Like many well-known brands, McDonald’s was catapulted to the top of the fast-food chain by a not-so-nice person, Ray Kroc.
In The Founder, Kroc, portrayed by Michael Keaton, is a struggling traveling salesman who discovers McDonald’s, a burger restaurant in San Bernradino, CA, owned by Dick and Mac McDonald. He convinces them to bring him on board so that he can successfully franchise their brand all over the country, promising to keep the integrity of their name.
And he does at first. Kroc is obsessed with maintaing the family-friendly environment that the McDonald brothers had finally established. He romanticizes the idea of family and wholesomeness. Like many Americans, Kroc is a dreamer. But it’s how he achieves his dreams–destructing everyone around him–that are unfortunate.
Just like The Founder is a lesson on how to succeed in business, it also shows the inherently flawed nature of the business world in America. To where Kroc has a flourishing business, yet is still drowning in debt and about to lose his house–forcing his hand to be greedy and dishonest and even more aggressive in order to survive. Combined with the success and fame getting to his head, it turns him into a monster. It’s a seamless transformation over the course of the film, to where we almost forget that he wasn’t like that in the beginning.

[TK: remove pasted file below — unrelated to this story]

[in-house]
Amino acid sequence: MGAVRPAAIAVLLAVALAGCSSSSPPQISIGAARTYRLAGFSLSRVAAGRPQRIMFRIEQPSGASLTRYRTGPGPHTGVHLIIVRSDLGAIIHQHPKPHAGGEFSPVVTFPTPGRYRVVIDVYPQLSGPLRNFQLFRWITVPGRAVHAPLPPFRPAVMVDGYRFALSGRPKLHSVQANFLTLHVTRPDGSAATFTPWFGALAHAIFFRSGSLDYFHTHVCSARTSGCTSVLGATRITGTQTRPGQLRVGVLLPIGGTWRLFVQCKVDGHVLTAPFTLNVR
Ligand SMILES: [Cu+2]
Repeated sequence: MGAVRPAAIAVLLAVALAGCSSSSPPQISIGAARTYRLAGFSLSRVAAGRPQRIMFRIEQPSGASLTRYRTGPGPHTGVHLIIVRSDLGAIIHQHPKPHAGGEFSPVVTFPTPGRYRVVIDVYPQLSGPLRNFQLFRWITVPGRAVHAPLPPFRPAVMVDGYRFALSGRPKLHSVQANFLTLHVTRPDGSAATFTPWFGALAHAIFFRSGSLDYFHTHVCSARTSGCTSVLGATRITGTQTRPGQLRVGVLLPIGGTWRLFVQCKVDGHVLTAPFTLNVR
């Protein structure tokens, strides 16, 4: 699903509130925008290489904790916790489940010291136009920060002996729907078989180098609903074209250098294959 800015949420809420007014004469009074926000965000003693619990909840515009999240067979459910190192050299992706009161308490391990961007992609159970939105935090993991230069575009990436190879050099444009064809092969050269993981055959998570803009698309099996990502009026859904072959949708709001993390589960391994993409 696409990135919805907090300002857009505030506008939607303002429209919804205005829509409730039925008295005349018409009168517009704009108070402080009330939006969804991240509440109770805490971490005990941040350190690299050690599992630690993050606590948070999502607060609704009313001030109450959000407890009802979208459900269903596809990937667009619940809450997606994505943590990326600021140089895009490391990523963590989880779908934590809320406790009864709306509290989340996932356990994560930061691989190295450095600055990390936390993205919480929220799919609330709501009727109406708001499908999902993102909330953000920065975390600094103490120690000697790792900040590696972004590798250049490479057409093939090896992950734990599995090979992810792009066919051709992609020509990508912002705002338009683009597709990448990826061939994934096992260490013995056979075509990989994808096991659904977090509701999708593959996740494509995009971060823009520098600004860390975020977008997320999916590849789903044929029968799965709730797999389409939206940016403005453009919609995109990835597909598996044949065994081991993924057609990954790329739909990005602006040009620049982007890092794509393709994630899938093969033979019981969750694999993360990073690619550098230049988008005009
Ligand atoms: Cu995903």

The Founder starts off as a nice period piece of the 1950s, throwing at us a ton of zeitgeist from that era. It’s about how the McDonald brothers were able to think outside of the box in order to push their popularity ahead of all their competition. It’s fun, loose, and nostalgic. But then it does something a little odd. 30 minutes in, it begins to introduce personal drama in Kroc’s life. Tension with his wife when there was none before. It feels forced, but since it happens early on and is present throughout the rest of the movie, we soon forget about how out of place it was. It just wouldn’t have been so jarring if they had started out the film with some of this drama. Because then we wouldn’t feel like a movie about McDonald’s has turned into a movie about Ray Kroc.
Taking some subtle pages from The Social Network, The Founder really makes Kroc comparable to Mark Zuckerberg. We like him much of the time–especially in the beginning–but then eventually we can’t stand him. But since we liked him at some point, there’s part of us that still has an affinity for him. Although, unlike Zuckerberg, Kroc’s opposition are extremely likable. We’re rooting for them the whole time. Kroc actually becomes the true antagonist of this story.
The brothers’ forward thinking gets them the successful restaurant in the first place, but then they set themselves in their ways and are eventually afraid to change at all when Kroc tries to make them. Kroc adapted much better to the rapidly growing capitalist America. The McDonald brothers wanted fame over fortune–to see their name all over the country–and got it. But that’s about all they got.
It’s really a sad film. It’s depressing. McDonald’s has always been one of those establishments that’s represented America–especially in the 20th century. Luckily this movie won’t tarnish those feelings. Because Super Size Me already did that.